It is obvious that no significant civil defense protection for the population of the United States is in prospect any time soon. Perhaps we don’t need it soon, but I’m reminded of a Labor Day conversation that I had with several people in 1939. Up until then we had been hearing more and more bluster about militarism in Germany, and my friends admitted that Germany was certainly getting strong militarily, but insisted that Hitler could not possibly be ready yet to undertake a major war. In other words, we didn’t have to worry yet. That was the day Hitler’s troops moved into Poland.

Maybe Russia is not ready yet – but how will we know?

Clearly, in the next few years we are not going to have public shelters to any worthwhile degree. Further, no matter how hard we try, we apparently are not even able to get significant numbers of people to pay attention to the possibility of nuclear attack, let alone make some basic plans for it.

What can we do with the very negligible amount of money now being allowed for the Civil Defense Program? If we do nothing we can predict very emphatically that without any warning, or even with a day or two warning, that the entire population of the country will panic completely.

During this interval, immediately after blast, those who have not been killed or seriously injured have that one major danger: gamma radiation from fallout. Those in an area where all structures have been demolished must move as rapidly as possible outside of that circumference to large buildings and go to the lowest middle portions of these structures. Those outside the blast zone must still worry about fallout and they too should go to the middle of their homes and struggle through as best they can. They will always be much safer there than running around outdoors in the initial high radiation interval, trying to find a better place of protection. Time permitting, expedient shelter is a good alternative.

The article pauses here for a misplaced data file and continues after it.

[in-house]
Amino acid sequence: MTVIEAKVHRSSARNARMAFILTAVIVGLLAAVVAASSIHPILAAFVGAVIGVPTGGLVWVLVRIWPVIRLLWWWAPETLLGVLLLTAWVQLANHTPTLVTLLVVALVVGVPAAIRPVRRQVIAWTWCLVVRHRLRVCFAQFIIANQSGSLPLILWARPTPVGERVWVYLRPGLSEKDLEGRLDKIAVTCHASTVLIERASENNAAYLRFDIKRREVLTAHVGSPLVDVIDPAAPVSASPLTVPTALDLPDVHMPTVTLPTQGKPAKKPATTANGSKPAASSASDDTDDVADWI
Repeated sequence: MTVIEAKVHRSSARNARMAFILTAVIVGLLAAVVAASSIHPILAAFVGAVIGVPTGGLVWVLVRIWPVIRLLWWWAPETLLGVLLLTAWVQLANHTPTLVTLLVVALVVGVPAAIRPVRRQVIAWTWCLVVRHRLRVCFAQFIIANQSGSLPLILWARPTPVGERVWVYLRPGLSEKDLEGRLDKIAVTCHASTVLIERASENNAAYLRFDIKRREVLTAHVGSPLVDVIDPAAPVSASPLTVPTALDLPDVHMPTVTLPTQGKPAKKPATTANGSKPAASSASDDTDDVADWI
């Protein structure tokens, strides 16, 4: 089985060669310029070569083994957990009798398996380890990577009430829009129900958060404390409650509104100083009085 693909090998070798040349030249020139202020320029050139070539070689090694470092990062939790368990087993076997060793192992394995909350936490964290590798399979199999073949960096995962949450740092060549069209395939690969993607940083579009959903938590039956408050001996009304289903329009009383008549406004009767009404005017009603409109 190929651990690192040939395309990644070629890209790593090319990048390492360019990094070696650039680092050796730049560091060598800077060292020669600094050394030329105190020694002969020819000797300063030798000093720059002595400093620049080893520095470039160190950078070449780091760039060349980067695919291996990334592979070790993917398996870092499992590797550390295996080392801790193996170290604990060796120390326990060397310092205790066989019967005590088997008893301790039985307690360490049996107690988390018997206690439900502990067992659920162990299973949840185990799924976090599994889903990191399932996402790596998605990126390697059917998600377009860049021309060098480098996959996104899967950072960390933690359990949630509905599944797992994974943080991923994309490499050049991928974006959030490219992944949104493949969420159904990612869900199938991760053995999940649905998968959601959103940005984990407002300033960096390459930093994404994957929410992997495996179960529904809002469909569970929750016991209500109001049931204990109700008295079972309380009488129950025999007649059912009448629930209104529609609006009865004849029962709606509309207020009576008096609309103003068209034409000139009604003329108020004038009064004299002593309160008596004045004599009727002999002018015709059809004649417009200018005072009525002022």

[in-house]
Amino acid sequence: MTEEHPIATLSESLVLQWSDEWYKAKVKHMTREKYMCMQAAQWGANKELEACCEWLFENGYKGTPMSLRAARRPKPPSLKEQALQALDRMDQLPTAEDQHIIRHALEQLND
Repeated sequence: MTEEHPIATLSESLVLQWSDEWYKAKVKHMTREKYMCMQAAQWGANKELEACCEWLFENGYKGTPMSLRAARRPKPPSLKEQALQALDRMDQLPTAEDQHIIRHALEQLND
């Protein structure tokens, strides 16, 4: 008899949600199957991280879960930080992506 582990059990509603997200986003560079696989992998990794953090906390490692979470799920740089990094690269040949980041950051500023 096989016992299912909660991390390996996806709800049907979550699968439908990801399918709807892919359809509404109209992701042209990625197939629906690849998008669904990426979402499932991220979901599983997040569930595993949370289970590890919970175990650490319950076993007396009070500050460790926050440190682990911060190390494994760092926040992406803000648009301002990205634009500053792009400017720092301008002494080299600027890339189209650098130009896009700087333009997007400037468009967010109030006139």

A house with no advance preparation at all can provide protection simply by keeping fallout deposits at the greatest possible distance from the inhabitants. Radiation diminishes as the square of the distance from the source, so that the safest place for anybody will be at the furthest distance he can get from the radioactive dust. Intervening insulating materials (building a “shelter inside a . . . A WAY TO TAKE THE BLINDFOLDS OFF POLITICAL LEADERSHIP. shelter”) can be of great help – books on tables, heavy appliances and materials to reduce radiation, etc. There will be some areas in which the radiation is so intense that even with it diminishing by the square of the distance, the inhabitants at the central portion of the building will still get lethal doses. On the other hand, in a very large percentage of homes the radioactive dust that settles will be of lesser intensity.

There are very reliable estimates that even in quite heavily radioactive areas, the radiation danger will have essentially subsided by two weeks after the blast.

Accordingly, survivors must have a minimum amount of potable water for a total of two weeks’ time. It would also be good to have food during that time but almost nobody will starve to death for lack of food over a two-week period.

So, there are two things that we can try for with limited government finances: